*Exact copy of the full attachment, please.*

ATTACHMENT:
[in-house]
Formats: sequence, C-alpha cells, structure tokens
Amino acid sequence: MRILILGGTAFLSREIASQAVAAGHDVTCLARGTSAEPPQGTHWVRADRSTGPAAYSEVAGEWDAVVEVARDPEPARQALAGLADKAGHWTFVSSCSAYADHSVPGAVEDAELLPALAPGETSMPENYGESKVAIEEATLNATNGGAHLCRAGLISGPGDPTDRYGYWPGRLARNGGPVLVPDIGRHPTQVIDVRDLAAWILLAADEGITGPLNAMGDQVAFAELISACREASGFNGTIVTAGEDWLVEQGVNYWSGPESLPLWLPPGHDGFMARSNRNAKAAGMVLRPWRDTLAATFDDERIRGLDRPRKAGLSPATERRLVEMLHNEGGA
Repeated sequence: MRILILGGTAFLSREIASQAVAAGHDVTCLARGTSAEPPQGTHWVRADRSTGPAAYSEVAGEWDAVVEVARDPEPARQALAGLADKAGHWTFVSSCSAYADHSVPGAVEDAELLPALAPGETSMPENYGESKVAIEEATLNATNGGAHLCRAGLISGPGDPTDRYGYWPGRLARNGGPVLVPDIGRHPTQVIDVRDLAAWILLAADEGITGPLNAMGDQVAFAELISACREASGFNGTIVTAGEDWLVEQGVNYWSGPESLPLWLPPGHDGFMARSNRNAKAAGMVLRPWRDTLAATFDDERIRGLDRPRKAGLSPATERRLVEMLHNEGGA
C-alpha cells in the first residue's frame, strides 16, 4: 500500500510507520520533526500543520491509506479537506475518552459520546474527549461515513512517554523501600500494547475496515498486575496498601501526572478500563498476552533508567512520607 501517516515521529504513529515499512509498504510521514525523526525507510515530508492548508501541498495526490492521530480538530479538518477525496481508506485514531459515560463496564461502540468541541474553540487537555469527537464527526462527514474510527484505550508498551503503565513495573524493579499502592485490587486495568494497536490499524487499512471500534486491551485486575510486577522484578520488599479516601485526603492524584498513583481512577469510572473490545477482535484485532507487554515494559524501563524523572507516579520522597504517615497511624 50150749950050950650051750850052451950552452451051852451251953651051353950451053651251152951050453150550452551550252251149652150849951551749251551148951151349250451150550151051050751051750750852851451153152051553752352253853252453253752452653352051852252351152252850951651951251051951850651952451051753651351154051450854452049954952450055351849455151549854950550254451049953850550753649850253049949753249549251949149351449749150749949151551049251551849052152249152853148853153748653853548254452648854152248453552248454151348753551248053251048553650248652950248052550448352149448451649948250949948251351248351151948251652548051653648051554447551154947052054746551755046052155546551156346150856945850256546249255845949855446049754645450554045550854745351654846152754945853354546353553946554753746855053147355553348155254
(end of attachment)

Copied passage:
[in-house]
Formats: sequence, C-alpha cells, structure tokens
Amino acid sequence: MRILILGGTAFLSREIASQAVAAGHDVTCLARGTSAEPPQGTHWVRADRSTGPAAYSEVAGEWDAVVEVARDPEPARQALAGLADKAGHWTFVSSCSAYADHSVPGAVEDAELLPALAPGETSMPENYGESKVAIEEATLNATNGGAHLCRAGLISGPGDPTDRYGYWPGRLARNGGPVLVPDIGRHPTQVIDVRDLAAWILLAADEGITGPLNAMGDQVAFAELISACREASGFNGTIVTAGEDWLVEQGVNYWSGPESLPLWLPPGHDGFMARSNRNAKAAGMVLRPWRDTLAATFDDERIRGLDRPRKAGLSPATERRLVEMLHNEGGA
Repeated sequence: MRILILGGTAFLSREIASQAVAAGHDVTCLARGTSAEPPQGTHWVRADRSTGPAAYSEVAGEWDAVVEVARDPEPARQALAGLADKAGHWTFVSSCSAYADHSVPGAVEDAELLPALAPGETSMPENYGESKVAIEEATLNATNGGAHLCRAGLISGPGDPTDRYGYWPGRLARNGGPVLVPDIGRHPTQVIDVRDLAAWILLAADEGITGPLNAMGDQVAFAELISACREASGFNGTIVTAGEDWLVEQGVNYWSGPESLPLWLPPGHDGFMARSNRNAKAAGMVLRPWRDTLAATFDDERIRGLDRPRKAGLSPATERRLVEMLHNEGGA
C-alpha cells in the first residue's frame, strides 16, 4: 500500500510507520520533526500543520491509506479537506475518552459520546474527549461515513512517554523501600500494547475496515498486575496498601501526572478500563498476552533508567512520607 501517516515521529504513529515499512509498504510521514525523526525507510515530508492548508501541498495526490492521530480538530479538518477525496481508506485514531459515560463496564461502540468541541474553540487537555469527537464527526462527514474510527484505550508498551503503565513495573524493579499502592485490587486495568494497536490499524487499512471500534486491551485486575510486577522484578520488599479516601485526603492524584498513583481512577469510572473490545477482535484485532507487554515494559524501563524523572507516579520522597504517615497511624 50150749950050950650051750850052451950552452451051852451251953651051353950451053651251152951050453150550452551550252251149652150849951551749251551148951151349250451150550151051050751051750750852851451153152051553752352253853252453253752452653352051852252351152252850951651951251051951850651952451051753651351154051450854452049954952450055351849455151549854950550254451049953850550753649850253049949753249549251949149351449749150749949151551049251551849052152249152853148853153748653853548254452648854152248453552248454151348753551248053251048553650248652950248052550448352149448451649948250949948251351248351151948251652548051653648051554447551154947052054746551755046052155546551156346150856945850256546249255845949855446049754645450554045550854745351654846152754945853354546353553946554753746855053147355553348155254